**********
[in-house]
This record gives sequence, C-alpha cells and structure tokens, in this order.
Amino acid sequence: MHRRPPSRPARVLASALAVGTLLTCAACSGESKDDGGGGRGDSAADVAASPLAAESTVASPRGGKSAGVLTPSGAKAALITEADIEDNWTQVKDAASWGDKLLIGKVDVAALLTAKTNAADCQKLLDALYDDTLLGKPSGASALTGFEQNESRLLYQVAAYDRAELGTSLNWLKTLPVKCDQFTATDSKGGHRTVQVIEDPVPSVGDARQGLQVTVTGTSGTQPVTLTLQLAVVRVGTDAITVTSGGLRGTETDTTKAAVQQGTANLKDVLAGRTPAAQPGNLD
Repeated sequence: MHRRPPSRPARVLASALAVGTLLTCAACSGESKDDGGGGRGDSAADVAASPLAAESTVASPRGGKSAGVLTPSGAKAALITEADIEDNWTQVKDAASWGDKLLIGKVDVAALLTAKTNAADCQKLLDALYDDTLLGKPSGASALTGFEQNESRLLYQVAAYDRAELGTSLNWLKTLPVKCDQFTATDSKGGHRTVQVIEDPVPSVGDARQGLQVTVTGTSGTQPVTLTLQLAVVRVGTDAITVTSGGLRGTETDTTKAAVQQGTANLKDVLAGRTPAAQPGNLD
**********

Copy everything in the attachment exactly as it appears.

[in-house]
This record gives sequence, C-alpha cells and structure tokens, in this order.
Amino acid sequence: MHRRPPSRPARVLASALAVGTLLTCAACSGESKDDGGGGRGDSAADVAASPLAAESTVASPRGGKSAGVLTPSGAKAALITEADIEDNWTQVKDAASWGDKLLIGKVDVAALLTAKTNAADCQKLLDALYDDTLLGKPSGASALTGFEQNESRLLYQVAAYDRAELGTSLNWLKTLPVKCDQFTATDSKGGHRTVQVIEDPVPSVGDARQGLQVTVTGTSGTQPVTLTLQLAVVRVGTDAITVTSGGLRGTETDTTKAAVQQGTANLKDVLAGRTPAAQPGNLD
Repeated sequence: MHRRPPSRPARVLASALAVGTLLTCAACSGESKDDGGGGRGDSAADVAASPLAAESTVASPRGGKSAGVLTPSGAKAALITEADIEDNWTQVKDAASWGDKLLIGKVDVAALLTAKTNAADCQKLLDALYDDTLLGKPSGASALTGFEQNESRLLYQVAAYDRAELGTSLNWLKTLPVKCDQFTATDSKGGHRTVQVIEDPVPSVGDARQGLQVTVTGTSGTQPVTLTLQLAVVRVGTDAITVTSGGLRGTETDTTKAAVQQGTANLKDVLAGRTPAAQPGNLD